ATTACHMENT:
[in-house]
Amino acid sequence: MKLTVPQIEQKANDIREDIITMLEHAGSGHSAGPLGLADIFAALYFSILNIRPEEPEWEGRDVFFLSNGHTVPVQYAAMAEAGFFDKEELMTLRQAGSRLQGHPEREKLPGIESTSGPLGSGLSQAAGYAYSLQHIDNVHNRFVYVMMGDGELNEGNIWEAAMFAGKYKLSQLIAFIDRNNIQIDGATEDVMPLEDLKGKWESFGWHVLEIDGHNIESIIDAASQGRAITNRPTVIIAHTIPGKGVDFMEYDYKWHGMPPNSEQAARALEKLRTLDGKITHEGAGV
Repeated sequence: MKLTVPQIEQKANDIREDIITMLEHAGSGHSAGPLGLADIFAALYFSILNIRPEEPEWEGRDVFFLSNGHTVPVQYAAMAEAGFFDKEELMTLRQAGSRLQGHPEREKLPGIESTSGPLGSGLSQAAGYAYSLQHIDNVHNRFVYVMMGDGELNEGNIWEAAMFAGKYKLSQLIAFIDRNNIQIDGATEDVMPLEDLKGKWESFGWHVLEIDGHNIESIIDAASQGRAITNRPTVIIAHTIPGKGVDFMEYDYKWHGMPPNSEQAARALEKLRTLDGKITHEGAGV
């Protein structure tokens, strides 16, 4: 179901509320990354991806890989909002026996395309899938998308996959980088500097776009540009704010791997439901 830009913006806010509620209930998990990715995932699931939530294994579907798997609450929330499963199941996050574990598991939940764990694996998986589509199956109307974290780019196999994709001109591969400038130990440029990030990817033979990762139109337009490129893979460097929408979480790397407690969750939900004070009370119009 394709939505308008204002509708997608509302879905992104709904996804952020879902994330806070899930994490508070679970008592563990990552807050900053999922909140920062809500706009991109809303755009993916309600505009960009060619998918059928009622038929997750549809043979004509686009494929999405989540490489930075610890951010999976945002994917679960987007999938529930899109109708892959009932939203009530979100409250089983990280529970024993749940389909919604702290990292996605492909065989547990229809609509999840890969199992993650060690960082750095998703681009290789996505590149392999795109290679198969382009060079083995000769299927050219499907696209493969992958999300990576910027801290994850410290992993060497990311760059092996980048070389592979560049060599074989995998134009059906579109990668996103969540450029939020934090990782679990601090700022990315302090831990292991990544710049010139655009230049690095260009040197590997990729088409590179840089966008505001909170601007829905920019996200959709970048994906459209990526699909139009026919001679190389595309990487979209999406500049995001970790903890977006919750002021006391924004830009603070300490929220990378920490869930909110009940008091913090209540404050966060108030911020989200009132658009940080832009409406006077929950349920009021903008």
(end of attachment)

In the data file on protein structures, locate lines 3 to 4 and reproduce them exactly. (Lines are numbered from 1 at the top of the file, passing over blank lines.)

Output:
Repeated sequence: MKLTVPQIEQKANDIREDIITMLEHAGSGHSAGPLGLADIFAALYFSILNIRPEEPEWEGRDVFFLSNGHTVPVQYAAMAEAGFFDKEELMTLRQAGSRLQGHPEREKLPGIESTSGPLGSGLSQAAGYAYSLQHIDNVHNRFVYVMMGDGELNEGNIWEAAMFAGKYKLSQLIAFIDRNNIQIDGATEDVMPLEDLKGKWESFGWHVLEIDGHNIESIIDAASQGRAITNRPTVIIAHTIPGKGVDFMEYDYKWHGMPPNSEQAARALEKLRTLDGKITHEGAGV
């Protein structure tokens, strides 16, 4: 179901509320990354991806890989909002026996395309899938998308996959980088500097776009540009704010791997439901 830009913006806010509620209930998990990715995932699931939530294994579907798997609450929330499963199941996050574990598991939940764990694996998986589509199956109307974290780019196999994709001109591969400038130990440029990030990817033979990762139109337009490129893979460097929408979480790397407690969750939900004070009370119009 394709939505308008204002509708997608509302879905992104709904996804952020879902994330806070899930994490508070679970008592563990990552807050900053999922909140920062809500706009991109809303755009993916309600505009960009060619998918059928009622038929997750549809043979004509686009494929999405989540490489930075610890951010999976945002994917679960987007999938529930899109109708892959009932939203009530979100409250089983990280529970024993749940389909919604702290990292996605492909065989547990229809609509999840890969199992993650060690960082750095998703681009290789996505590149392999795109290679198969382009060079083995000769299927050219499907696209493969992958999300990576910027801290994850410290992993060497990311760059092996980048070389592979560049060599074989995998134009059906579109990668996103969540450029939020934090990782679990601090700022990315302090831990292991990544710049010139655009230049690095260009040197590997990729088409590179840089966008505001909170601007829905920019996200959709970048994906459209990526699909139009026919001679190389595309990487979209999406500049995001970790903890977006919750002021006391924004830009603070300490929220990378920490869930909110009940008091913090209540404050966060108030911020989200009132658009940080832009409406006077929950349920009021903008």